Every Christian must use both proverbial hands to be a good theologian. In a closed hand we must put non-negotiable doctrines, over which we must fight to preserve what it means to be a Christian. These truths include the perfection and trustworthiness of the Bible; God as Trinitarian creator and redeemer; human sinfulness; Jesus’ sinless life, death, burial, and resurrection in our place for our sins; and salvation by grace through faith in Jesus alone.
Conversely, in our open hand we must hold more loosely and graciously those doctrines that are important but secondary, in that godly, Bible-believing, Jesus-loving Christians who have prayed and studied fervently disagree over them. These include such things as mode of baptism, exercise of some spiritual gifts, style of worship music, and mode of church government. The closed-handed issues are the national borders that distinguish between Christianity and other beliefs. The open-handed issues are the state borders within Christianity that distinguish between various teams, tribes and traditions. It is important to determine the hand in which we should put the issue of predestination.
As we examine this controversial issue of predestination, it is my hope to do so in a way that is gracious and loving, because the Bible is incredibly clear that we must conduct ourselves graciously and lovingly. Before we begin, in the name of fairness I must declare that I am, generally speaking, a Reformed Augustinian with a respect for John Calvin and affection for Martin Luther as a fellow Catholic converted while reading Romans. Therefore, I do not come to this discussion without opinions, but I do not limit my scope of fellowship to others with my personal beliefs. I enjoy many great friendships with Arminian brothers and sisters from whom I learn a great deal and with whom I partner for the sake of the gospel so that as many people as possible would meet Jesus, whom we love for saving us from our sin. For example, when our family planted The Trinity Church in Scottsdale, Arizona our founding overseers included two well-known more Arminian pastors who we love and appreciate and discuss these kinds of secondary issues with without dividing over them. We work together for who we are for, Jesus, and discuss together the open-handed secondary issues we might disagree on. Our theological party should be a home and not a prison so that we are free to visit with Christian brothers and sisters who live in different theological traditions.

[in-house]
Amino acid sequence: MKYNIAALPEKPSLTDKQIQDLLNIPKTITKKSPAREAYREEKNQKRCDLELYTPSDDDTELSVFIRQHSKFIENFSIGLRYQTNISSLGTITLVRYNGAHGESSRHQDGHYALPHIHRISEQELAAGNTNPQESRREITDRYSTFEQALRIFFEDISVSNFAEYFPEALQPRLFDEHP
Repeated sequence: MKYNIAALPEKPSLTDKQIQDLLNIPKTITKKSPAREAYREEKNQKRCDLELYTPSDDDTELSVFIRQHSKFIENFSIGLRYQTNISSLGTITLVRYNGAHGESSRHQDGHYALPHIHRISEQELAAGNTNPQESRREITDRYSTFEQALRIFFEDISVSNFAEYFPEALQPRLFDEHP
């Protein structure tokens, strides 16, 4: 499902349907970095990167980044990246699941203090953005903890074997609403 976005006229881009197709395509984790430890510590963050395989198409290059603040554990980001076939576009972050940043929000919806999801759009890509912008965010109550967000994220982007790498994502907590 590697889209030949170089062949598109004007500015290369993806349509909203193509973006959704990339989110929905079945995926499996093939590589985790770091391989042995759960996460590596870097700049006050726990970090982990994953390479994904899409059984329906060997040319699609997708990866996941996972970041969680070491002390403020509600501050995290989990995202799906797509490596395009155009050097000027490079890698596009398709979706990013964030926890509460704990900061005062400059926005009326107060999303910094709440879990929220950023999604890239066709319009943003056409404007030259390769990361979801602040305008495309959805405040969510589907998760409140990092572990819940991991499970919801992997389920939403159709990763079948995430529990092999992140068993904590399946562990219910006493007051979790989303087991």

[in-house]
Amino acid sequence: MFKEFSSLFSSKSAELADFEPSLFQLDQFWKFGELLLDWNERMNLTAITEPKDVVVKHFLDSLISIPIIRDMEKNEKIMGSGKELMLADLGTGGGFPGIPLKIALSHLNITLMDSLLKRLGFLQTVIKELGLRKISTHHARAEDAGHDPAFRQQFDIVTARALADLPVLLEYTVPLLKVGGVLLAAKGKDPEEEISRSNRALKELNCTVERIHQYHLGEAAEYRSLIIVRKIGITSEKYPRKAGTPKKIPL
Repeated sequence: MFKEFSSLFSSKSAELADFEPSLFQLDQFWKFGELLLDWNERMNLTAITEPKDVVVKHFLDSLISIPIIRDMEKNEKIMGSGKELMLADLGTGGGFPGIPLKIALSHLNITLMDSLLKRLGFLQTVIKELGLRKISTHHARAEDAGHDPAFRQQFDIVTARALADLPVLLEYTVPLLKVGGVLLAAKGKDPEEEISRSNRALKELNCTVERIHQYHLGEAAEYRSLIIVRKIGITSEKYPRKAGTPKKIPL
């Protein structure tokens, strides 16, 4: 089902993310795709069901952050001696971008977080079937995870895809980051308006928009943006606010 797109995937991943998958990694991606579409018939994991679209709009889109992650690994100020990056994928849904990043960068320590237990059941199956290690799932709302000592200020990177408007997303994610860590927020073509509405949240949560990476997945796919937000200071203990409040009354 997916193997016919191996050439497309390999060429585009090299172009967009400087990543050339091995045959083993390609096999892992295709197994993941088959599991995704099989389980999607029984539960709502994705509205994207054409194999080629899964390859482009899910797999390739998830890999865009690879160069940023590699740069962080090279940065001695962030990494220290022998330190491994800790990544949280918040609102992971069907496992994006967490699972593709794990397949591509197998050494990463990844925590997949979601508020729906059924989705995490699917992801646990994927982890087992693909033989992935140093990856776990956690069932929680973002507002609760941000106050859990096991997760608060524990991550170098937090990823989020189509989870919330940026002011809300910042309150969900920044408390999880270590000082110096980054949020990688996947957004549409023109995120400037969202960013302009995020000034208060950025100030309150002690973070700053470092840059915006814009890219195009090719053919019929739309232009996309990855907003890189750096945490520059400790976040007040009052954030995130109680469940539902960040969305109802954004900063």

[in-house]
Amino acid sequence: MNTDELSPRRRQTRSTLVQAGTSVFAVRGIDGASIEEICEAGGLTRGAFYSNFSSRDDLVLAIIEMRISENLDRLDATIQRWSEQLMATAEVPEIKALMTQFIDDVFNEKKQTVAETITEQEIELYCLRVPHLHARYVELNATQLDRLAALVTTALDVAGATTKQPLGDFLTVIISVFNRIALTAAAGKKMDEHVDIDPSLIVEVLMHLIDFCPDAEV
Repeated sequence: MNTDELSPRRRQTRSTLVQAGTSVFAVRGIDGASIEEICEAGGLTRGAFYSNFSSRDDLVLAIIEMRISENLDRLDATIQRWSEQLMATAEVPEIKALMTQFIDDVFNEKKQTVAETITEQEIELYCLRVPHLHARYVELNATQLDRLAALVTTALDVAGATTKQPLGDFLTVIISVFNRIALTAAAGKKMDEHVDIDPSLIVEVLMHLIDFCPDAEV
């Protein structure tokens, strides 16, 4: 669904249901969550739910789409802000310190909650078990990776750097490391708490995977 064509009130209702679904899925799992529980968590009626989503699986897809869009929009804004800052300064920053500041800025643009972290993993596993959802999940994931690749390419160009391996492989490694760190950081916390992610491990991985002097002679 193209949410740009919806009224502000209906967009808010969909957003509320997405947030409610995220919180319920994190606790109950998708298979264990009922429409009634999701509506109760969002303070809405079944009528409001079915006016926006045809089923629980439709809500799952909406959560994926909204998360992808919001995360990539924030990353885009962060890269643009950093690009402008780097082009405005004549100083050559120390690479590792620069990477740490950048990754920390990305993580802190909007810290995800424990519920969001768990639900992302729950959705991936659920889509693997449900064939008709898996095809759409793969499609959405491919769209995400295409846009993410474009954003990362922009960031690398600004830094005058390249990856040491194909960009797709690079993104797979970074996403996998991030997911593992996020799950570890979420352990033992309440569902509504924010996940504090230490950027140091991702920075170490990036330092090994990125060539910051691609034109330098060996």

What issues are you holding in the open hand that you should hold in the closed hand? Are there any issues you hold in the closed hand that you should hold in an open hand?
This is an excerpt from Pastor Mark’s Romans 8-9 commentary Duck Duck Doom. You can get a free e-book copy by clicking here or get a physical copy for a gift of any amount during the month of March here.
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